In her Christmas Broadcast in 2012, Her Late Majesty, Queen Elizabeth II said, “The carol, In The Bleak Midwinter, ends by asking a question of all of us who know the Christmas story, of how God gave himself to us in humble service: “What can I give him, poor as I am? If I were a shepherd, I would bring a lamb; if I were a wise man, I would do my part”. The carol gives the answer “Yet what I can I give him – give my heart”.”

How right this is: Jesus wants us to respond to his grace, his love and mercy, by turning to him, our savior-king, and by giving him our heart in true love and loyalty.

To return to Paul’s words in Titus, chapter 2. He says in verses 11 and 12: For the grace of God has appeared, bringing salvation to all, training us to renounce impiety and worldly passions, and in the present age to live lives that are self-controlled, upright and godly…

Paul wants us to understand that God’s grace or mercy is not mere pie in the sky when we die. God’s grace motivates, educates and delights in changing us for the better. Grace is almost personified. It becomes the teacher that trains and nurtures us. Or, put another way, grace teaches us to live as God’s people.

Three words identify the changes that God delights to see in us: sober, upright, godly.

Sober speaks to us personally: we are to live lives of integrity and self-discipline. Upright speaks of our relations with others: we are to live selflessly and honestly, serving others by taking an interest in them, showing compassion and practical care where there is genuine need. Godly speaks of our relationship with God: we are to live for God in loyalty and with joy.

Imagine what the world would be like if God’s people everywhere began to live out these qualities. No, it would not be boring. As studies consistently show, society benefits when people respond to God’s grace and live in its light.

In the Age of Enlightenment reason and will were reckoned to be keys to human behaviour. In today’s post- post-modern world feelings have become the driver. But I am sure you have noticed what Paul is saying here: God’s grace becomes the motivating force for our lives. When we personally experience God’s compassion and mercy, we will be drawn to delight in doing the good that God desires. His grace coaxes the bud of new life in Christ into flower. Yes, it will be a lifetime process, but God’s love will draw us.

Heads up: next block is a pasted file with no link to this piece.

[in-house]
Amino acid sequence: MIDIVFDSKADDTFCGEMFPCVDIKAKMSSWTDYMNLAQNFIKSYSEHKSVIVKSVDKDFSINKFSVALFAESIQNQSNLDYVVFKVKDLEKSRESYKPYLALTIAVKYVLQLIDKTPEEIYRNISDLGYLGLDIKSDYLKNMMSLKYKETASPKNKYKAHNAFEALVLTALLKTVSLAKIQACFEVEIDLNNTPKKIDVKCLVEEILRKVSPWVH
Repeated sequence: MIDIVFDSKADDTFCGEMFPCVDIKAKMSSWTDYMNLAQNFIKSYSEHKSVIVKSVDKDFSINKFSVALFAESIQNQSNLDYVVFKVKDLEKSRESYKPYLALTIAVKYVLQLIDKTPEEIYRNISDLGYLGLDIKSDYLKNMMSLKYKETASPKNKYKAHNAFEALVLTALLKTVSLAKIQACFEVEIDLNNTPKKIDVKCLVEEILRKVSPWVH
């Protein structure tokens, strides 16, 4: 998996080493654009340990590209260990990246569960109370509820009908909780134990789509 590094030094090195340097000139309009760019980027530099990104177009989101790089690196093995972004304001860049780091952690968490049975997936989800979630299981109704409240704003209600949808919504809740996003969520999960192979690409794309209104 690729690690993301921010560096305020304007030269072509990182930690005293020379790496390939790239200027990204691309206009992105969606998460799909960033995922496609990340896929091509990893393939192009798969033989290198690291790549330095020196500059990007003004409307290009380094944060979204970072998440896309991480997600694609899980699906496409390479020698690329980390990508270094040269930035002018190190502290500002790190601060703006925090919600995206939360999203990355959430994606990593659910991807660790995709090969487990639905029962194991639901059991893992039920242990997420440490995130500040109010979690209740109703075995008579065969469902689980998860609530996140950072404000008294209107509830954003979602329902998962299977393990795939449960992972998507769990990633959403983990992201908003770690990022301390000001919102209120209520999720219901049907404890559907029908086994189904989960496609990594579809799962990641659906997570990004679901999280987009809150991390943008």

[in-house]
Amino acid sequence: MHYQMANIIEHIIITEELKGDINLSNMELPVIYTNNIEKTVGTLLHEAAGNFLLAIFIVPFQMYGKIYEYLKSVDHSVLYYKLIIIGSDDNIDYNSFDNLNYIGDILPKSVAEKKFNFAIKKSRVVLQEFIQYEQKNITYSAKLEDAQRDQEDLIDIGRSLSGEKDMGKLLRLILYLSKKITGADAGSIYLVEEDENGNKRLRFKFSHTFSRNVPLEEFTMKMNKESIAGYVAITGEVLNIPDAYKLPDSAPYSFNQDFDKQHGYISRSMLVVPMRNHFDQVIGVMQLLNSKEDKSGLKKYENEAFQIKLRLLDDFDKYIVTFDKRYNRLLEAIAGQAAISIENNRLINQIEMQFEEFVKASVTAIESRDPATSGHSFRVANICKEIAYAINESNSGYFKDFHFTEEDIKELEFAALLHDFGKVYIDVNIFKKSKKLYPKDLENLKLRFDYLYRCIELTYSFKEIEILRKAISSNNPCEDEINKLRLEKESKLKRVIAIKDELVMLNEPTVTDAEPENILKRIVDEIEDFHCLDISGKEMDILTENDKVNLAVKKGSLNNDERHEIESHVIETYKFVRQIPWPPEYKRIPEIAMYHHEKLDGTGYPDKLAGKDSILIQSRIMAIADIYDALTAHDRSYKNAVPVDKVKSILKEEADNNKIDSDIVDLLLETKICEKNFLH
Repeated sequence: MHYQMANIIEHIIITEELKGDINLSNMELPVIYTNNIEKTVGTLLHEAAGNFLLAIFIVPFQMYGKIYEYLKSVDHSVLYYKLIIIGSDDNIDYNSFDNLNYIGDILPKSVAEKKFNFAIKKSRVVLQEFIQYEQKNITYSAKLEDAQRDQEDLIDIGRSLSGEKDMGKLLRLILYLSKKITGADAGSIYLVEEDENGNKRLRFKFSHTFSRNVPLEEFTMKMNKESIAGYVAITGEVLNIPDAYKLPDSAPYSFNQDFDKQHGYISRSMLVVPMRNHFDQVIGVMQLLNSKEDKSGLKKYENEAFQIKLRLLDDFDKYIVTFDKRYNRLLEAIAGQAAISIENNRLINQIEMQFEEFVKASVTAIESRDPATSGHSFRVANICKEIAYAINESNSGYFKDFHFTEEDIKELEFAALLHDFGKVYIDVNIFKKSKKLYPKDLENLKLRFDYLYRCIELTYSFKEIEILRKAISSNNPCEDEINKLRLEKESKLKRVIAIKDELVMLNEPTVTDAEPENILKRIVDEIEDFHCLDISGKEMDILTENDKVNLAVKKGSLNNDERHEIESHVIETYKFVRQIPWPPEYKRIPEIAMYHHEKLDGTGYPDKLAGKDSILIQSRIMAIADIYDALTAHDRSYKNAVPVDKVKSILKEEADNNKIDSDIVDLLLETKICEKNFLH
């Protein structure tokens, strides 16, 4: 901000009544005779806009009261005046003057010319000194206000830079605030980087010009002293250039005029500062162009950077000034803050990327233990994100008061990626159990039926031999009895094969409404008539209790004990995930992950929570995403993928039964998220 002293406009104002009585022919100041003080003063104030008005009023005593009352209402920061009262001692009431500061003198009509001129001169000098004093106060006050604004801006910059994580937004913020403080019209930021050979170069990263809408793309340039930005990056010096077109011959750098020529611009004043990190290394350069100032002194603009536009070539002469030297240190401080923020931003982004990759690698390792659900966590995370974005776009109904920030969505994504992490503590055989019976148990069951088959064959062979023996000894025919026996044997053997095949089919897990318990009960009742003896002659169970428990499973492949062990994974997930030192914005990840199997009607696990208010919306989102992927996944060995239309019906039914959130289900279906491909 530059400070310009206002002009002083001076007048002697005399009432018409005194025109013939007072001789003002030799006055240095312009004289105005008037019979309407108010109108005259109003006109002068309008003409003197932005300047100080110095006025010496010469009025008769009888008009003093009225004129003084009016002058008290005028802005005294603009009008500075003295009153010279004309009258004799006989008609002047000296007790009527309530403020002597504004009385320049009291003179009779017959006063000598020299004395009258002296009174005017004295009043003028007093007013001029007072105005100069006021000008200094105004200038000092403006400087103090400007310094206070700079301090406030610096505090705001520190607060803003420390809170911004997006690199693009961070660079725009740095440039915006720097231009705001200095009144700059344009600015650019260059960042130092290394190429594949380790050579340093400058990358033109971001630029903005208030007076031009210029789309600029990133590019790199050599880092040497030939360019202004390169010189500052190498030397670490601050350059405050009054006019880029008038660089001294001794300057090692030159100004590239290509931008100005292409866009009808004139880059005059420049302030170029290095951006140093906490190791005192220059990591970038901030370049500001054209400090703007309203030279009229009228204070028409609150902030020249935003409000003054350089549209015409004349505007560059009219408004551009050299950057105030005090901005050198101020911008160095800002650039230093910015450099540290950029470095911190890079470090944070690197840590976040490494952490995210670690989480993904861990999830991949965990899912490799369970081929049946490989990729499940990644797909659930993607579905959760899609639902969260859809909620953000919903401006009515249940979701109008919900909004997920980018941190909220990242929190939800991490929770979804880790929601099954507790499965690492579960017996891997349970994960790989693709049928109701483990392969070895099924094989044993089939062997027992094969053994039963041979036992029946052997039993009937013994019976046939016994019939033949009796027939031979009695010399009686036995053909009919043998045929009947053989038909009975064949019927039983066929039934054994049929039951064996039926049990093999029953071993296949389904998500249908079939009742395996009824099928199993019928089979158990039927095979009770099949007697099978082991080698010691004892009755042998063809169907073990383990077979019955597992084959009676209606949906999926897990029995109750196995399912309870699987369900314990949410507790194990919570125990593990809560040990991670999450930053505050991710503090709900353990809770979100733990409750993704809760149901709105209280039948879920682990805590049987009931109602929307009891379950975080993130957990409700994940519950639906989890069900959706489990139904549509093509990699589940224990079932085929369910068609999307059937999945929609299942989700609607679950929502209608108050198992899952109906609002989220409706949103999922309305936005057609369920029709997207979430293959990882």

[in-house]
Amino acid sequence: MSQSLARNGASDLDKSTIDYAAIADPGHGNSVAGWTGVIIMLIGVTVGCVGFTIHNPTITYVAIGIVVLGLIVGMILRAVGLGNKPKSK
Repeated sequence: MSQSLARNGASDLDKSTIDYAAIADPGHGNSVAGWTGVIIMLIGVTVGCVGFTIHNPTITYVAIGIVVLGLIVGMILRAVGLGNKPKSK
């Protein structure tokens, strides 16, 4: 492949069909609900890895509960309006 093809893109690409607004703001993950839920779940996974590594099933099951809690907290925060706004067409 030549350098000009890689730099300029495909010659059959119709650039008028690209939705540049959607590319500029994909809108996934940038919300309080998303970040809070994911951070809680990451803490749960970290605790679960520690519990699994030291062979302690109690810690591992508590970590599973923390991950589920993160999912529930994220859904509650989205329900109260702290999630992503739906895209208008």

The words of the angel on the night of Jesus’ birth speak through the ages: “To you is born this day in the city of David a Savior, who is the Messiah, the Lord”.

Indeed, when our hearts are awakened to the wonder of this, we can truly sing: O Holy Night… it is the night of the dear Savior’s birth; long lay the world in sin and error pining, till he appeared and the soul felt its worth. A thrill of hope, the weary world rejoices, for yonder breaks a new and glorious morn…

May you and your loved ones know the deep joy of the coming of the Lord Christ Jesus.

A Prayer at Christmas: Loving Father, who sent your only Son into the world that we might have life through faith in him: grant that we who celebrate his birth at this time may come at last to the fullness of life in your heavenly kingdom, where he now lives and reigns with you and the Holy Spirit, now and for ever.  Amen.

© John G. Mason

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Note: My comments on Luke 2 are drawn from my book, Luke: An Unexpected God, Second Edition, Aquila: 2019.

You may like to listen to the Sovereign Grace, ‘Hear the Gospel Story’ version of O Holy Night